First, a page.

Tech, Blockchain, Ethereum

Build Your Own Private Ethereum Blockchain with Geth

Mining, cryptocurrencies, Ethereum blockchain, crypto trading platforms (here's how to build one, by the way) - this whole relatively new blockchain thing caught my eye a few years ago and the interest only kept increasing.

I'm saying 'relatively new' because even though the actual concept was devised in 1991, the first practical implementation was effected in 2008 by the elusive Satoshi Nakamoto.

With this brief history behind us, we will focus on the second publicly available blockchain, Ethereum (a more flexible and robust implementation of the concept).

It’s going to be a 4-part series covering the workshops I'm running for my local developers community at FullStack Cluj within the following weeks:

  1. Build Your Own Private Ethereum Blockchain with Geth
  2. Build Your Own Private Ethereum Blockchain with Parity
  3. Setup Proof of Authority Consensus on Private Ethereum Blockchains
  4. Automate Blockchain Creation with Puppeth.

So let’s get this going.


First off, we need to install Geth which is one of the 3 original implementations (Go, C++ and Pyhton) of the Ethereum protocol.

To install geth on Mac OS X, we assume you already have Homebrew on your machine. In case you don't, follow this link.

brew tap ethereum/ethereum
brew install ethereum

Installing geth on Ubuntu is as straightforward as installing any other package.

sudo apt install software-properties-common
sudo add-apt-repository -y ppa:ethereum/ethereum
sudo apt update
sudo apt install ethereum

And for Windows, you can follow this link.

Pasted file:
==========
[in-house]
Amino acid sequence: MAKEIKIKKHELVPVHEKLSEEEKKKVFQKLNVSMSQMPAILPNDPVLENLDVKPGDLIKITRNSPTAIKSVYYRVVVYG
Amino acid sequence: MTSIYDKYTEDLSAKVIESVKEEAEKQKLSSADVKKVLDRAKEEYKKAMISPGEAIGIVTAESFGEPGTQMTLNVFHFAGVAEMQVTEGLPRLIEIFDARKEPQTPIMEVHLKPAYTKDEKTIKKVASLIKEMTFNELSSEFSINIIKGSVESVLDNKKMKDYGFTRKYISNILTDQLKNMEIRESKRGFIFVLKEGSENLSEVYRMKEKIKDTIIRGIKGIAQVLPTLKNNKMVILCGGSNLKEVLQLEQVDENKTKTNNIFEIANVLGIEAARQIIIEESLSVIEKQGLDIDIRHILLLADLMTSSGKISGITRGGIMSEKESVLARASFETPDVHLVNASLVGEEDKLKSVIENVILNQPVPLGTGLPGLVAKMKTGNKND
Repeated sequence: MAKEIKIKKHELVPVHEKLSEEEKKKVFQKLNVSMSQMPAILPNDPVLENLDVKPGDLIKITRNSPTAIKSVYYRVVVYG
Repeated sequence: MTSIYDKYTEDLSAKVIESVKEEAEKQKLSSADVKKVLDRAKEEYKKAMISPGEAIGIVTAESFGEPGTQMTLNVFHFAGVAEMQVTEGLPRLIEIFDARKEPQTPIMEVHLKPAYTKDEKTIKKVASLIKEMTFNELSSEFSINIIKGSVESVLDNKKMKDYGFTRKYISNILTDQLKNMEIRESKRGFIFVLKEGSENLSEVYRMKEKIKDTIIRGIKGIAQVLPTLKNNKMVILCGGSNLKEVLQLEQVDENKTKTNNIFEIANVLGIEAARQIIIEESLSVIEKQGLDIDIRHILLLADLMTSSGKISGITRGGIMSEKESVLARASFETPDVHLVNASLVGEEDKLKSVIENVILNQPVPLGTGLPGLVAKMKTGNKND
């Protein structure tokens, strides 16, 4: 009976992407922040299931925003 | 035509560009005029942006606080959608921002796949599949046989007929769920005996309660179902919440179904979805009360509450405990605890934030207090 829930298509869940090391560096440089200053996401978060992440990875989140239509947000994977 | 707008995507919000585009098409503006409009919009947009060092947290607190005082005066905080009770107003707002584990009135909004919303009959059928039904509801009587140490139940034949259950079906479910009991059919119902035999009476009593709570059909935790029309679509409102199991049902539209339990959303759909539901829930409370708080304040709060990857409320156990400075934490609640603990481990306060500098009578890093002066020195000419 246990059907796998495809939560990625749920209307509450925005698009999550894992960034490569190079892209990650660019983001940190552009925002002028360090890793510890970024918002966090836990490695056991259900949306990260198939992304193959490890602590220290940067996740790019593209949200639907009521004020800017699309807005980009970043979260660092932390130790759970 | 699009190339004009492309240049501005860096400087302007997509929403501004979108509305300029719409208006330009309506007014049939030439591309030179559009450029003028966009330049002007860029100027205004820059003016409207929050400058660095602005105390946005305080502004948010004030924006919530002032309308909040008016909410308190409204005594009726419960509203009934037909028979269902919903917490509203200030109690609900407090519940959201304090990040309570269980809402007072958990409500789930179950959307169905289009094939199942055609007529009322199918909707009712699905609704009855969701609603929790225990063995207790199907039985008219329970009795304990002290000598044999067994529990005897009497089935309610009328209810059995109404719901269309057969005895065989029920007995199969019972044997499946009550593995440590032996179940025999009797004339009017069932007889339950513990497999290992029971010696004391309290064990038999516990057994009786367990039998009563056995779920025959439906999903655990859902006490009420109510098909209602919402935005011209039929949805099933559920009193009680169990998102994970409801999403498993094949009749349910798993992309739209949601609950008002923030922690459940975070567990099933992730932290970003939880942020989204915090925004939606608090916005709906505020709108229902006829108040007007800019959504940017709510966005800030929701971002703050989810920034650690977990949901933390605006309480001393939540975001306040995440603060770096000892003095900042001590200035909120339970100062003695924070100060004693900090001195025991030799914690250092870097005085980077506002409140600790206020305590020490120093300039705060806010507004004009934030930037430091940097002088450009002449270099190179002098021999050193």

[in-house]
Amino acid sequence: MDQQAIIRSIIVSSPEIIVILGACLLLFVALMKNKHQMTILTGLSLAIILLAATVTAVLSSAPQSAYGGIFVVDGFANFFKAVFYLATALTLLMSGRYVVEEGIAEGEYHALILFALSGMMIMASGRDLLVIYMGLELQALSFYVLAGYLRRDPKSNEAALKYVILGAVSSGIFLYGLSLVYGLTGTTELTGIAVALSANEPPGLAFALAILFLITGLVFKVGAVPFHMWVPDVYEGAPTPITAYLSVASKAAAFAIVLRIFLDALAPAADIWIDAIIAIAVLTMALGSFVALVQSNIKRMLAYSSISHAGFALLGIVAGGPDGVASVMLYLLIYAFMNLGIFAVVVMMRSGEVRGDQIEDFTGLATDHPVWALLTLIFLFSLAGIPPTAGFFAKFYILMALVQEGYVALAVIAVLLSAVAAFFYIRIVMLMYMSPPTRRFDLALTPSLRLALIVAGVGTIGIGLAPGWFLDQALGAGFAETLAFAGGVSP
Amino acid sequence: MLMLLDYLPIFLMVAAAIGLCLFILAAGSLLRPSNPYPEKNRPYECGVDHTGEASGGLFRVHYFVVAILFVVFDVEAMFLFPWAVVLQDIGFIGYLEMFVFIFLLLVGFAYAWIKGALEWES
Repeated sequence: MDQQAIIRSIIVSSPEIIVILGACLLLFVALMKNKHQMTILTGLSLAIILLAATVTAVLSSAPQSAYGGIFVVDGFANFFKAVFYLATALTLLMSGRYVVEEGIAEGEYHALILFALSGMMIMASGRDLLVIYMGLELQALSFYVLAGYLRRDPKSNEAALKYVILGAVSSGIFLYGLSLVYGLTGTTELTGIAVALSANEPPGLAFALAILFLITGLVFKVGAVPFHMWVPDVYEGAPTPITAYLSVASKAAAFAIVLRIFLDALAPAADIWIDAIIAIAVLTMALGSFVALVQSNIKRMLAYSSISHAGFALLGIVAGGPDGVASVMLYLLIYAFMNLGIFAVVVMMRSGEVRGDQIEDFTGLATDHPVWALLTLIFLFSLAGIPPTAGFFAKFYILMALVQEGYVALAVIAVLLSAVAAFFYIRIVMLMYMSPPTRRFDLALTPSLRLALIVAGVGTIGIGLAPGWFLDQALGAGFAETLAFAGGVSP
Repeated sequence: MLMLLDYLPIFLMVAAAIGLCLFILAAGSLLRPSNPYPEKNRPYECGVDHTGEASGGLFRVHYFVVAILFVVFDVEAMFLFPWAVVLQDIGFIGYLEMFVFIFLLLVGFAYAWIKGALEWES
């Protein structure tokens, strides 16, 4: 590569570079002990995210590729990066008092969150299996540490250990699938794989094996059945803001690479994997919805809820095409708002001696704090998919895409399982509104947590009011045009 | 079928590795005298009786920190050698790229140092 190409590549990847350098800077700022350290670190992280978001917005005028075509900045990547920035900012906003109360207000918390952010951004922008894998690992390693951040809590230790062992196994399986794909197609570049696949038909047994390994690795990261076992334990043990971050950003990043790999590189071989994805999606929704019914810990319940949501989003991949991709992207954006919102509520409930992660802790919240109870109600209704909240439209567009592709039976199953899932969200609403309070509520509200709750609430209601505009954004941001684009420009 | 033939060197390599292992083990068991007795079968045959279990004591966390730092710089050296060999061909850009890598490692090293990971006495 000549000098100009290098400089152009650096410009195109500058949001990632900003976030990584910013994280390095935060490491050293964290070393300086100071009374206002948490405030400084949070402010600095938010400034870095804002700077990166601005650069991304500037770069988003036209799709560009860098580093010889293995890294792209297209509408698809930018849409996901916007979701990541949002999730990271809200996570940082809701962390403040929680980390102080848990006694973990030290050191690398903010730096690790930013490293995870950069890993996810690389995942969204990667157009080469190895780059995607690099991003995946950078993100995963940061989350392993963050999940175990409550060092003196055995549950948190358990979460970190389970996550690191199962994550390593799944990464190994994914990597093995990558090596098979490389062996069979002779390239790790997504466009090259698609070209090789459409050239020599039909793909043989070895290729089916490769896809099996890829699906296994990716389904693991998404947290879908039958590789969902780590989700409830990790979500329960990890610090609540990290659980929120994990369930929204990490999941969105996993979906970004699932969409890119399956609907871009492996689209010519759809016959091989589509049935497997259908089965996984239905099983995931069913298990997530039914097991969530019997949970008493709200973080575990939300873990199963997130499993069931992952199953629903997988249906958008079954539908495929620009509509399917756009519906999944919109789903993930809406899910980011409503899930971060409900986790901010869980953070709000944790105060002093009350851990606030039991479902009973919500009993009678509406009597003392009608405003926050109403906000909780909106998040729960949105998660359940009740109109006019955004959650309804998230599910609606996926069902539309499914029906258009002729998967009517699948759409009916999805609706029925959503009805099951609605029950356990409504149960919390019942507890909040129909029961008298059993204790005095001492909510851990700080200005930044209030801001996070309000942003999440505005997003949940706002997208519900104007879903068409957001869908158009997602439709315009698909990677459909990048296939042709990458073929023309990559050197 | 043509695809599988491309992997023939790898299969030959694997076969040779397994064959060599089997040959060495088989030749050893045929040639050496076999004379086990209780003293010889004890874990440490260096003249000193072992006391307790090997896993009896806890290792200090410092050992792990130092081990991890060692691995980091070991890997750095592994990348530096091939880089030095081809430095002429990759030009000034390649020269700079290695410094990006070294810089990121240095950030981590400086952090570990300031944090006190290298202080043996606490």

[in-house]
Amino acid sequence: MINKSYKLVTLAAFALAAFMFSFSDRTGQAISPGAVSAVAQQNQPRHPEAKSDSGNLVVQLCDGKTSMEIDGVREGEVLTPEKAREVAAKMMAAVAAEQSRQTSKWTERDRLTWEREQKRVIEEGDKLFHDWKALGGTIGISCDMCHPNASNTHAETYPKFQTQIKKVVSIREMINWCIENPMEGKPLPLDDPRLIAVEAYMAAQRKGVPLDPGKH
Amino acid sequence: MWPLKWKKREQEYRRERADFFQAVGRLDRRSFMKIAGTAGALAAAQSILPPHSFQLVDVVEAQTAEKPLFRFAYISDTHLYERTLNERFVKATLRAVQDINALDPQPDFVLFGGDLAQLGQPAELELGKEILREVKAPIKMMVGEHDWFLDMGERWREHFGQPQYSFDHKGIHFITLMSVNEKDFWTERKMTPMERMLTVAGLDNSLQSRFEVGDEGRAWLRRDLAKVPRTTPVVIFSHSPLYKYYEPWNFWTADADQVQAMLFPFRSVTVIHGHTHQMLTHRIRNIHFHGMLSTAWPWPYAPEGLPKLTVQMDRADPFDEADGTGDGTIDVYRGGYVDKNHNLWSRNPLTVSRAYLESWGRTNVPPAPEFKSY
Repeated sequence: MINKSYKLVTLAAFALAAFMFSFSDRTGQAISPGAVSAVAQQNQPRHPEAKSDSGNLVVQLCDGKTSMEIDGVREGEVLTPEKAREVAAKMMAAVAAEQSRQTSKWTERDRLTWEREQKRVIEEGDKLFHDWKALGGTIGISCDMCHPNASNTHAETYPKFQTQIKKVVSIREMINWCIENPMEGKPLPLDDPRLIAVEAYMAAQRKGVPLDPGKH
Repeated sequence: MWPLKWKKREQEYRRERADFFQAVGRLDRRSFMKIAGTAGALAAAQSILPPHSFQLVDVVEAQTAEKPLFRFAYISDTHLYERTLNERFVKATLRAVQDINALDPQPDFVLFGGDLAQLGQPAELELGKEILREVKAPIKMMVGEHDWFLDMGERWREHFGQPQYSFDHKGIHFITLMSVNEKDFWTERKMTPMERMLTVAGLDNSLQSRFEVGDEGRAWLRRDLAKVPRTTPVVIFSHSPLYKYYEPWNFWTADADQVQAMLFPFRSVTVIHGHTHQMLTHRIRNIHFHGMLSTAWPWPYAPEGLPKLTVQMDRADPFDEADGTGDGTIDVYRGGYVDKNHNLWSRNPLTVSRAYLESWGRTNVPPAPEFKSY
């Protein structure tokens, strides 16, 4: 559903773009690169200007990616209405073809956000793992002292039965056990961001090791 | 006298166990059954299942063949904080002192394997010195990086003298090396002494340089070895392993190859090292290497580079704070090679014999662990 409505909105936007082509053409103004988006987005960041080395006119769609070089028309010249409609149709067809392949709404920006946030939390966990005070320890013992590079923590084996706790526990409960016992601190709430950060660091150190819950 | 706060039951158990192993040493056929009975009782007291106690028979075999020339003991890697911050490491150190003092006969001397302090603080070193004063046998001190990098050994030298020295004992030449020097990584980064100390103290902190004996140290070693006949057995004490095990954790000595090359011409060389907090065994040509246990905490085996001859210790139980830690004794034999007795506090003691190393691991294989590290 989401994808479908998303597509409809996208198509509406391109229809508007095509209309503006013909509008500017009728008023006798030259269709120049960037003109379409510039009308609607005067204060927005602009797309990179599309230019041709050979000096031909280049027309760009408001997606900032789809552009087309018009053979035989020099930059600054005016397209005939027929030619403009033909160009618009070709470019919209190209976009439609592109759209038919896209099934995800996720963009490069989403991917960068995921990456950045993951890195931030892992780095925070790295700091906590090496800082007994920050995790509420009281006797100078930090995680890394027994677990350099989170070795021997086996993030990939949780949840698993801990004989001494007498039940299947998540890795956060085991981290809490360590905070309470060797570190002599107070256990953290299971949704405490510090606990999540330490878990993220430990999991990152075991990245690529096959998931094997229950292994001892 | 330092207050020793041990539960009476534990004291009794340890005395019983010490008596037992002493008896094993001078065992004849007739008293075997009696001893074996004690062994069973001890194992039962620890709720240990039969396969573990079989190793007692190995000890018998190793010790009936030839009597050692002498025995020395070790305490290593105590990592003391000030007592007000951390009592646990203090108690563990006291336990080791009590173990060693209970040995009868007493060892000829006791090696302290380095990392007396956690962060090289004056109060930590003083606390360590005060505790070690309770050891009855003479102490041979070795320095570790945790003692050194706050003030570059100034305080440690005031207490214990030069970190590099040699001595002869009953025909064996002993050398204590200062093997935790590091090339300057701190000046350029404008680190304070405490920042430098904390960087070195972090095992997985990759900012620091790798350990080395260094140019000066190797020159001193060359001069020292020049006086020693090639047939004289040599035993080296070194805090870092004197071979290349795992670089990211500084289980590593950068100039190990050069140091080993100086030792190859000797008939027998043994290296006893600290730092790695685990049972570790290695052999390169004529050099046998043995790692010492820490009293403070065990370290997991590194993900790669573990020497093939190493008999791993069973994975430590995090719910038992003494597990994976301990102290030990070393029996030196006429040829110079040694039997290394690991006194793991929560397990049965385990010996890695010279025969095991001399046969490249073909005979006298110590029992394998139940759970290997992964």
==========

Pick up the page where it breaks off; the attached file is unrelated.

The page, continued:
Creating The Initial Accounts

We will now create 2 accounts, one that we'll seed at genesis and another one we'll use for the miner.

To do so, we will run the following command twice and it will ask for a passphrase on each run.

Under no circumstance should you forget the passphrase you're going to set.

This will generate a pair of password-protected public/private keys inside the <data-dir>/keystore folder. By default, Ethereum will store everything inside the <data-dir> folder except for the PoW Ethash DAG.

geth account new --datadir <path-to-data-directory>

If datadir parameter is not provided, the default paths for <data-dir> will be used.

  • Mac: ~/.ethereum
  • Linux: ~/.ethereum
  • Windows: %APPDATA%\Ethereum

From this point on, consider the following addresses as the ones generated above.

  • seed 0x6d5da05a98f04de068418051512f3e965ee8dfca
  • miner 0x632d167d2eef0f7c1fa37fcc4777d26fe6df944b

Creating The Genesis Block

The genesis block is what differentiates between all the Ethereum blockchains. Being the first block in the blockchain and having no reference to a previous one, this block is unique in its own way.

Inside the <data-dir> folder we will create a file called genesis.json with the following content:

   "config": {
      "chainId": 1234,
      "homesteadBlock": 0,
      "eip155Block": 0,
      "eip158Block": 0,
      "byzantiumBlock": 0
   "difficulty": "400",
   "gasLimit": "2000000",
   "alloc": {
      "6d5da05a98f04de068418051512f3e965ee8dfca": {
          "balance": "100000000000000000000000"


  • chainId - this is your chain identifier, it can be any number at random and it will be used in replay protection.
  • homesteadBlock, eip155Block, eip158Block, byzantiumBlock - these represent the versions of the blockchain. Since we will start from scratch, all the changes in these versions will be available starting with block 0.


This property dictates how hard is to mine a block by directly influencing the nonce applied in the discovery process.